“The accounts from the mining regions are very cheering, as far as the yield of gold is concerned; but in other respects it is gloomy. The miners are suffering with sore eyes, and a horrible state of society prevailed in some places. Murders and robberies were of frequent occurrence. At Fryais creek, a correspondent says quarrels, dissensions, bloodshed and danger of the direst description reigned supreme.
“ ‘The Government is palsied, whilst the ill-doer runs on a career of unchecked crime and rapine, or at the most is checked by an occasional pistol shot, or similar act of summary justice, responded to by a groan; and the effect manifested next morning by blood stains; when a few observations are bandied about from tent to tent that a man was shot, and no more is heard of the matter. A surgeon is called in to attend a wounded man, no questions are asked, the fee is paid, and if the man die, he is disposed of.’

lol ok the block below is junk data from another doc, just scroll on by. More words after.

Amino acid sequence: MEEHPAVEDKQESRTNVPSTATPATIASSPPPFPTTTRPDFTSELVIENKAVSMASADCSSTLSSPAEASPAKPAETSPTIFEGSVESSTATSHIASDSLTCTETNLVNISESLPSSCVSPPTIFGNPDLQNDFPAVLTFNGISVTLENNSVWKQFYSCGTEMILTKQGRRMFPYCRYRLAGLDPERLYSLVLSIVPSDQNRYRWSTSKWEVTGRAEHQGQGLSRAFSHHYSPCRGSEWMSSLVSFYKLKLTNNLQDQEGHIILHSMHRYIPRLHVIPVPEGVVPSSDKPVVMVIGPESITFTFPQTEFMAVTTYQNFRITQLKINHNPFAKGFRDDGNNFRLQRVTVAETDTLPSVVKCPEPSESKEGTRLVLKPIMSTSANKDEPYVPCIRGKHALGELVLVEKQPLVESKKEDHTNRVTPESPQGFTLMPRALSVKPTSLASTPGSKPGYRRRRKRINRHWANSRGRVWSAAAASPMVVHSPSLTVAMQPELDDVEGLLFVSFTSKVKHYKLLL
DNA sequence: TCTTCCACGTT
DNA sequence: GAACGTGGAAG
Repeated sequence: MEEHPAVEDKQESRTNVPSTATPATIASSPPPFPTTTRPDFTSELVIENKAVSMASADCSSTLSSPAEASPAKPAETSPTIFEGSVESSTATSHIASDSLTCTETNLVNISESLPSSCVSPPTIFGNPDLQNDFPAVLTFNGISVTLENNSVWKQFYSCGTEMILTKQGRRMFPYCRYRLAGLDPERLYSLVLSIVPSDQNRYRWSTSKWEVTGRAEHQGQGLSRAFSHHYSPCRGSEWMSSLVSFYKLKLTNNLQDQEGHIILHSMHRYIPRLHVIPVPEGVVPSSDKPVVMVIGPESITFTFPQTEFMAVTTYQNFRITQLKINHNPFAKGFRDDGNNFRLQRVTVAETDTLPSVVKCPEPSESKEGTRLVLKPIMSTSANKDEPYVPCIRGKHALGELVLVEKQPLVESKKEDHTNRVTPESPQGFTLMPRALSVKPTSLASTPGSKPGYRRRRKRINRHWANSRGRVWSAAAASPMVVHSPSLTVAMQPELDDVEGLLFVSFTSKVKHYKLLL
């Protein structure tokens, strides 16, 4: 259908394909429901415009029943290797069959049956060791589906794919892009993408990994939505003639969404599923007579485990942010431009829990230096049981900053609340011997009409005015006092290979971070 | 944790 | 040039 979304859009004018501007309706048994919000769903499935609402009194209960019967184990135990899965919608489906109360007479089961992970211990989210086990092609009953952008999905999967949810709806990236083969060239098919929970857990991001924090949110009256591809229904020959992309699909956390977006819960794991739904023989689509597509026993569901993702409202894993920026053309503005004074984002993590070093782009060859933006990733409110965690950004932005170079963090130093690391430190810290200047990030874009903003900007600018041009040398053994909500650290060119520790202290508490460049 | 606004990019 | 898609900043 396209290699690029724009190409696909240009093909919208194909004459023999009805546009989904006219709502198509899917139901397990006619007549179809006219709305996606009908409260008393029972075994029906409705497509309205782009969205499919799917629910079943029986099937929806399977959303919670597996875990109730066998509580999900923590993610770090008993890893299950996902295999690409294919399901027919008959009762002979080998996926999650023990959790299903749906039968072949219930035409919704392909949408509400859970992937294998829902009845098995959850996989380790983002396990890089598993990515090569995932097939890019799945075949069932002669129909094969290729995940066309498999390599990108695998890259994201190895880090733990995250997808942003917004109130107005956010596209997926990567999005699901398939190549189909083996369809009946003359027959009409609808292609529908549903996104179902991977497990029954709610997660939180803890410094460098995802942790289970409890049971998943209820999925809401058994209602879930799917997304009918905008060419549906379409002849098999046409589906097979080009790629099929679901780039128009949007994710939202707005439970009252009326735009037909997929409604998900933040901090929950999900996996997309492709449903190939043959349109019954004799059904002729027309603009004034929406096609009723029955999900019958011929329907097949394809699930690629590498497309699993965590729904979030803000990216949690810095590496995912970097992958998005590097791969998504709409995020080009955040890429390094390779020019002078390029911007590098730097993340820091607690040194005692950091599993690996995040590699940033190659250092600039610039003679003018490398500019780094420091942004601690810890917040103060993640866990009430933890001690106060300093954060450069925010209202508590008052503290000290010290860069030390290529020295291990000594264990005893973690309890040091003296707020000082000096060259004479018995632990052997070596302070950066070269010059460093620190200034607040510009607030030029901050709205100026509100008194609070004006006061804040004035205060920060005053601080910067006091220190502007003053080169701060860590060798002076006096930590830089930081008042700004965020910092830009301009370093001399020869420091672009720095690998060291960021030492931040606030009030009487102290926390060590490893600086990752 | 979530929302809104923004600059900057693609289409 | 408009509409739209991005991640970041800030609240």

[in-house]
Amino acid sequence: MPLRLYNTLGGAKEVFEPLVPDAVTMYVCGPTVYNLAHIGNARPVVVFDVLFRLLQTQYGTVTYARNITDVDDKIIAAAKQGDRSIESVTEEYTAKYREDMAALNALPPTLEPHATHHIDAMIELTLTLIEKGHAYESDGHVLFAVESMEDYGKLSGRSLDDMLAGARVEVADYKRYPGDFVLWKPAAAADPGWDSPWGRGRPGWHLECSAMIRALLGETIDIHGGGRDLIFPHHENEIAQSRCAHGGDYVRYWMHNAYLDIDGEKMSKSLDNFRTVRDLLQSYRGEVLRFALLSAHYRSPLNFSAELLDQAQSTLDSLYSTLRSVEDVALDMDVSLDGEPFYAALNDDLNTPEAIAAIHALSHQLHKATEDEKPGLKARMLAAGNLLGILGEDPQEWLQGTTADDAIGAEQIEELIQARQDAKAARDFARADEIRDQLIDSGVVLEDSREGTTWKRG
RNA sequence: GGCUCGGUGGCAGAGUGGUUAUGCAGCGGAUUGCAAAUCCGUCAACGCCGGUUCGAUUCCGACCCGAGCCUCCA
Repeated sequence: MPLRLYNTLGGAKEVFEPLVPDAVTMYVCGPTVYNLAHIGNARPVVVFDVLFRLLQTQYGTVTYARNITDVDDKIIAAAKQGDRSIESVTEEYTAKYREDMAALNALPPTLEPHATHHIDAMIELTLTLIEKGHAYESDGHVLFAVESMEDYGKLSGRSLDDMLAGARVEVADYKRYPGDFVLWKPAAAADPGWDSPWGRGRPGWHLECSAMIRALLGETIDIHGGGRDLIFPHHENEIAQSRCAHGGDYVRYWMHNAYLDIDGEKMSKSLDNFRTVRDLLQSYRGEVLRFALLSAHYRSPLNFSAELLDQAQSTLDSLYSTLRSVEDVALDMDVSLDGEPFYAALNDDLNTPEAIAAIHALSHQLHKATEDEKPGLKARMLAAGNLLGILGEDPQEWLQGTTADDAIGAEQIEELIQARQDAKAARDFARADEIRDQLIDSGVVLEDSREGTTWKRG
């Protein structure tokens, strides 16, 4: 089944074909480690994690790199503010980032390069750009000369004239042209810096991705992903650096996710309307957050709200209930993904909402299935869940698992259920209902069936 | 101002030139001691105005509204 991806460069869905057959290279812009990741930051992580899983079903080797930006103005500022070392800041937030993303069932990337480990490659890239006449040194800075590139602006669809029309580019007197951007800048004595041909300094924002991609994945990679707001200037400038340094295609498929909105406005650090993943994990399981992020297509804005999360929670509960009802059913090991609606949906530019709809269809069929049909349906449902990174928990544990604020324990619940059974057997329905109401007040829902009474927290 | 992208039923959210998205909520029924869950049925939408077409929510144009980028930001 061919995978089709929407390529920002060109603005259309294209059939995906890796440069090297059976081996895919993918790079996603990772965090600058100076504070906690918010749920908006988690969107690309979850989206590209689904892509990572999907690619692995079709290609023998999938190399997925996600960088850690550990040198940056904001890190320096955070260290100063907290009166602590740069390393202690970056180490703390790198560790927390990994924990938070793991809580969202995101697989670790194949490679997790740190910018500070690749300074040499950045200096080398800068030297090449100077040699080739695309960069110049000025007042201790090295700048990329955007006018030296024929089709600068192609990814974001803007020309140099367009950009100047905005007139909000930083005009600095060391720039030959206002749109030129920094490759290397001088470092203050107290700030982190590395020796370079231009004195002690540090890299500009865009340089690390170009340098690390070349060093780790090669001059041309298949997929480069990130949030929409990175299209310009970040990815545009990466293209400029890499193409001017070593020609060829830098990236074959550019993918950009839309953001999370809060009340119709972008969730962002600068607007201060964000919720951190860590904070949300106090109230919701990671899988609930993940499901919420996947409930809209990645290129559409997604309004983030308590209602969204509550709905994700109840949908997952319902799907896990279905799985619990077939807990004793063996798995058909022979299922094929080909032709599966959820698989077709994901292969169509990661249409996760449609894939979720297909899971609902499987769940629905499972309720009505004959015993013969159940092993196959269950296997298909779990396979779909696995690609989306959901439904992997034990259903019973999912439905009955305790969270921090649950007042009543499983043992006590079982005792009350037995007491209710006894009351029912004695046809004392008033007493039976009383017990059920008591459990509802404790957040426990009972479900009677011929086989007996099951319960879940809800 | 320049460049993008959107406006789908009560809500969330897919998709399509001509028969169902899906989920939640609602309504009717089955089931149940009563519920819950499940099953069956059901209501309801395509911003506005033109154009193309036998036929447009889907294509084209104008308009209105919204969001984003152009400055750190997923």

“The Sydney Morning Herald of the 23d February contains the following:
“ The ‘Reign of Terror,’ commenced at the gold fields of Victoria. To quote the words of the Melbourne Argus, ‘Judge Lynch is baring his red hand among them;’ and the same paper, in illustration of this fearful assertion, states, that the troopers, who on the 12th inst., brought down nine prisoners to Melbourne from Mount Alexander, reported that Lynch Law had begun in terrible earnest. The report was that a digger had killed one of his comrades with a pick, and that despite the military and police, the mob seized the aggressor and hung him at once, over the hole where he had committed the murder.”
Note: In 1851, Edward Hargraves discovered a “grain of gold” in a waterhole near Bathurst, New South Wales, Australia. Hargraves was convinced that the similarity in geological features between Australia and the California goldfields (from where he had just returned empty-handed) boded well for the search of gold in his homeland. He was proved correct.
New South Wales yielded 26.4 tonnes (850,000 ounces) of gold in 1852. This was a mere drop in the ocean compared to the yield from neighboring Victoria when they joined the rush for gold. In 1852 alone, 370,000 immigrants arrived in Australia and the economy of the nation boomed.
TO BE CONTINUED